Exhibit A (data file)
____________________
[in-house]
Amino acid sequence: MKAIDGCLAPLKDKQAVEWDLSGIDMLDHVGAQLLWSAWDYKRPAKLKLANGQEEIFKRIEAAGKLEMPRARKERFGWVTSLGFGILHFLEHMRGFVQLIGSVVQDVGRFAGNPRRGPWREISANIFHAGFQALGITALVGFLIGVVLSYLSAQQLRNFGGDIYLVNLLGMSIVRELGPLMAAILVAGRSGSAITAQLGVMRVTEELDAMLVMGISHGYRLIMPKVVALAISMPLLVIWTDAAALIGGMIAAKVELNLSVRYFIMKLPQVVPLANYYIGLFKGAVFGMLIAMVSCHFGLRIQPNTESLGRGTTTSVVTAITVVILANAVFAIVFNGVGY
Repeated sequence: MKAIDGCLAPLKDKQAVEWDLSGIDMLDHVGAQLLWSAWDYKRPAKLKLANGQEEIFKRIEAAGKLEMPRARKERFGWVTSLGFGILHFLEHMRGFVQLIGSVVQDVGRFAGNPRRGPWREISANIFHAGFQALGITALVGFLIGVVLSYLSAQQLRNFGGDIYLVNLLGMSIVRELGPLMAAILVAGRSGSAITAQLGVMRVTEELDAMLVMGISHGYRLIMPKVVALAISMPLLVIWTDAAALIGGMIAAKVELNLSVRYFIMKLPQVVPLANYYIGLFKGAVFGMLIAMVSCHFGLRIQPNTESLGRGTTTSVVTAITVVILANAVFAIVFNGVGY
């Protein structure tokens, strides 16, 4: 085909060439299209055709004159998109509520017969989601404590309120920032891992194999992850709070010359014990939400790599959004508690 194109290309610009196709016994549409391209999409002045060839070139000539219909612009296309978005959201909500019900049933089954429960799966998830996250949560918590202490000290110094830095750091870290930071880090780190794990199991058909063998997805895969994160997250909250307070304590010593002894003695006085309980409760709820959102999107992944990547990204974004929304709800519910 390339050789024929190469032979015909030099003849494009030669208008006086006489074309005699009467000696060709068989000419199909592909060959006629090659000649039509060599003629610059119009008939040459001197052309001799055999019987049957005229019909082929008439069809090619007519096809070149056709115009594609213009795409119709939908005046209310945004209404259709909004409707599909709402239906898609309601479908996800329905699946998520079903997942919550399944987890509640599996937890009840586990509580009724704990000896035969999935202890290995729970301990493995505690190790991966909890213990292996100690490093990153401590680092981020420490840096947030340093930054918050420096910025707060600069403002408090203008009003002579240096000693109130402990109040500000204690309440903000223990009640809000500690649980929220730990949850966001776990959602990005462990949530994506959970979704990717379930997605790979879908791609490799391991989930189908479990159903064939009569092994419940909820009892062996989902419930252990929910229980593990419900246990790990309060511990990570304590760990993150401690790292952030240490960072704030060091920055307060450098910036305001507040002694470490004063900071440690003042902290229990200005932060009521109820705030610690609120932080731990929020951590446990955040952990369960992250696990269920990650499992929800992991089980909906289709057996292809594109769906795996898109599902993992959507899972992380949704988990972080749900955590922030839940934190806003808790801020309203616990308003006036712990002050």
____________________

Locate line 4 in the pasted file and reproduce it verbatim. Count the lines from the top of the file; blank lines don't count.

């Protein structure tokens, strides 16, 4: 085909060439299209055709004159998109509520017969989601404590309120920032891992194999992850709070010359014990939400790599959004508690 194109290309610009196709016994549409391209999409002045060839070139000539219909612009296309978005959201909500019900049933089954429960799966998830996250949560918590202490000290110094830095750091870290930071880090780190794990199991058909063998997805895969994160997250909250307070304590010593002894003695006085309980409760709820959102999107992944990547990204974004929304709800519910 390339050789024929190469032979015909030099003849494009030669208008006086006489074309005699009467000696060709068989000419199909592909060959006629090659000649039509060599003629610059119009008939040459001197052309001799055999019987049957005229019909082929008439069809090619007519096809070149056709115009594609213009795409119709939908005046209310945004209404259709909004409707599909709402239906898609309601479908996800329905699946998520079903997942919550399944987890509640599996937890009840586990509580009724704990000896035969999935202890290995729970301990493995505690190790991966909890213990292996100690490093990153401590680092981020420490840096947030340093930054918050420096910025707060600069403002408090203008009003002579240096000693109130402990109040500000204690309440903000223990009640809000500690649980929220730990949850966001776990959602990005462990949530994506959970979704990717379930997605790979879908791609490799391991989930189908479990159903064939009569092994419940909820009892062996989902419930252990929910229980593990419900246990790990309060511990990570304590760990993150401690790292952030240490960072704030060091920055307060450098910036305001507040002694470490004063900071440690003042902290229990200005932060009521109820705030610690609120932080731990929020951590446990955040952990369960992250696990269920990650499992929800992991089980909906289709057996292809594109769906795996898109599902993992959507899972992380949704988990972080749900955590922030839940934190806003808790801020309203616990308003006036712990002050």